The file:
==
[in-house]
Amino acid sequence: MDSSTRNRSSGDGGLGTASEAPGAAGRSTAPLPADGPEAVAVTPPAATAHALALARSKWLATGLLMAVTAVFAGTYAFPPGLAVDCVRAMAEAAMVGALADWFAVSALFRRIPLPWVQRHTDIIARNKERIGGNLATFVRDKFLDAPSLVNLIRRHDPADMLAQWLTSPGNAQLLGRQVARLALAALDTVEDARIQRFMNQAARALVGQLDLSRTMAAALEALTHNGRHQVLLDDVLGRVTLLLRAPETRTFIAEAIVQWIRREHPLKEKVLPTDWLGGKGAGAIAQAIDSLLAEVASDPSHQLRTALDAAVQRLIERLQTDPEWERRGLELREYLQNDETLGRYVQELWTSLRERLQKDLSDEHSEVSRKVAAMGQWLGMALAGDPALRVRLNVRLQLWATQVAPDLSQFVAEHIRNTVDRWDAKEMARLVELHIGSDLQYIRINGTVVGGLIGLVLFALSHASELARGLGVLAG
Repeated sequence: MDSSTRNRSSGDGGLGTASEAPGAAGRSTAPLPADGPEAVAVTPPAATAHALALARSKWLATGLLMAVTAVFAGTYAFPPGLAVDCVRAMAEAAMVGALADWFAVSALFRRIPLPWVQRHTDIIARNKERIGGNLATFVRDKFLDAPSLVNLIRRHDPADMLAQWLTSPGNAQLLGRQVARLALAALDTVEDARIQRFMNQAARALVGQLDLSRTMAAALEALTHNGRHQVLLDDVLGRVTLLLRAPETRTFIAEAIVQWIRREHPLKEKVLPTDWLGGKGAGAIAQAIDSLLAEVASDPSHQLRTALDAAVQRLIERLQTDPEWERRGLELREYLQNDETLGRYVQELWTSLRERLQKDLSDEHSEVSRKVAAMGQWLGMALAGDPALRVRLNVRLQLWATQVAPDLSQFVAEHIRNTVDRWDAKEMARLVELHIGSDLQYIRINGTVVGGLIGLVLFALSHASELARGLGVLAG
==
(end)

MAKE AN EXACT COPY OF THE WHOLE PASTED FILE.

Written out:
[in-house]
Amino acid sequence: MDSSTRNRSSGDGGLGTASEAPGAAGRSTAPLPADGPEAVAVTPPAATAHALALARSKWLATGLLMAVTAVFAGTYAFPPGLAVDCVRAMAEAAMVGALADWFAVSALFRRIPLPWVQRHTDIIARNKERIGGNLATFVRDKFLDAPSLVNLIRRHDPADMLAQWLTSPGNAQLLGRQVARLALAALDTVEDARIQRFMNQAARALVGQLDLSRTMAAALEALTHNGRHQVLLDDVLGRVTLLLRAPETRTFIAEAIVQWIRREHPLKEKVLPTDWLGGKGAGAIAQAIDSLLAEVASDPSHQLRTALDAAVQRLIERLQTDPEWERRGLELREYLQNDETLGRYVQELWTSLRERLQKDLSDEHSEVSRKVAAMGQWLGMALAGDPALRVRLNVRLQLWATQVAPDLSQFVAEHIRNTVDRWDAKEMARLVELHIGSDLQYIRINGTVVGGLIGLVLFALSHASELARGLGVLAG
Repeated sequence: MDSSTRNRSSGDGGLGTASEAPGAAGRSTAPLPADGPEAVAVTPPAATAHALALARSKWLATGLLMAVTAVFAGTYAFPPGLAVDCVRAMAEAAMVGALADWFAVSALFRRIPLPWVQRHTDIIARNKERIGGNLATFVRDKFLDAPSLVNLIRRHDPADMLAQWLTSPGNAQLLGRQVARLALAALDTVEDARIQRFMNQAARALVGQLDLSRTMAAALEALTHNGRHQVLLDDVLGRVTLLLRAPETRTFIAEAIVQWIRREHPLKEKVLPTDWLGGKGAGAIAQAIDSLLAEVASDPSHQLRTALDAAVQRLIERLQTDPEWERRGLELREYLQNDETLGRYVQELWTSLRERLQKDLSDEHSEVSRKVAAMGQWLGMALAGDPALRVRLNVRLQLWATQVAPDLSQFVAEHIRNTVDRWDAKEMARLVELHIGSDLQYIRINGTVVGGLIGLVLFALSHASELARGLGVLAG